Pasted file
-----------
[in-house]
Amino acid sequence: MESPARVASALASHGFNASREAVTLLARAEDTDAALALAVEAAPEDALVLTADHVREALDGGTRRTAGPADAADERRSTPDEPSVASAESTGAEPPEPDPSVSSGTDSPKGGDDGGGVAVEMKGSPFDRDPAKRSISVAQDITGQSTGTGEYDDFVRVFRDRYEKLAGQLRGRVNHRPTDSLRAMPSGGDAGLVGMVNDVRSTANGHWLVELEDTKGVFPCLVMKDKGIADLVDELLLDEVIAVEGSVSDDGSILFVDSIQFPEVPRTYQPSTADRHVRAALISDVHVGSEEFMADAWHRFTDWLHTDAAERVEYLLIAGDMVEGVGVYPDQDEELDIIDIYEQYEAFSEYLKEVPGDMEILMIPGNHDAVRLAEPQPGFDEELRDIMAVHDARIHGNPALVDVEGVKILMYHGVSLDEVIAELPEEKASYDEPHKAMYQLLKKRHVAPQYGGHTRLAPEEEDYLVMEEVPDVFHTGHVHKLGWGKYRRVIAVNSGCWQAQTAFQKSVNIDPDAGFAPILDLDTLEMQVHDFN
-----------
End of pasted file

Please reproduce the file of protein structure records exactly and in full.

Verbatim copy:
[in-house]
Amino acid sequence: MESPARVASALASHGFNASREAVTLLARAEDTDAALALAVEAAPEDALVLTADHVREALDGGTRRTAGPADAADERRSTPDEPSVASAESTGAEPPEPDPSVSSGTDSPKGGDDGGGVAVEMKGSPFDRDPAKRSISVAQDITGQSTGTGEYDDFVRVFRDRYEKLAGQLRGRVNHRPTDSLRAMPSGGDAGLVGMVNDVRSTANGHWLVELEDTKGVFPCLVMKDKGIADLVDELLLDEVIAVEGSVSDDGSILFVDSIQFPEVPRTYQPSTADRHVRAALISDVHVGSEEFMADAWHRFTDWLHTDAAERVEYLLIAGDMVEGVGVYPDQDEELDIIDIYEQYEAFSEYLKEVPGDMEILMIPGNHDAVRLAEPQPGFDEELRDIMAVHDARIHGNPALVDVEGVKILMYHGVSLDEVIAELPEEKASYDEPHKAMYQLLKKRHVAPQYGGHTRLAPEEEDYLVMEEVPDVFHTGHVHKLGWGKYRRVIAVNSGCWQAQTAFQKSVNIDPDAGFAPILDLDTLEMQVHDFN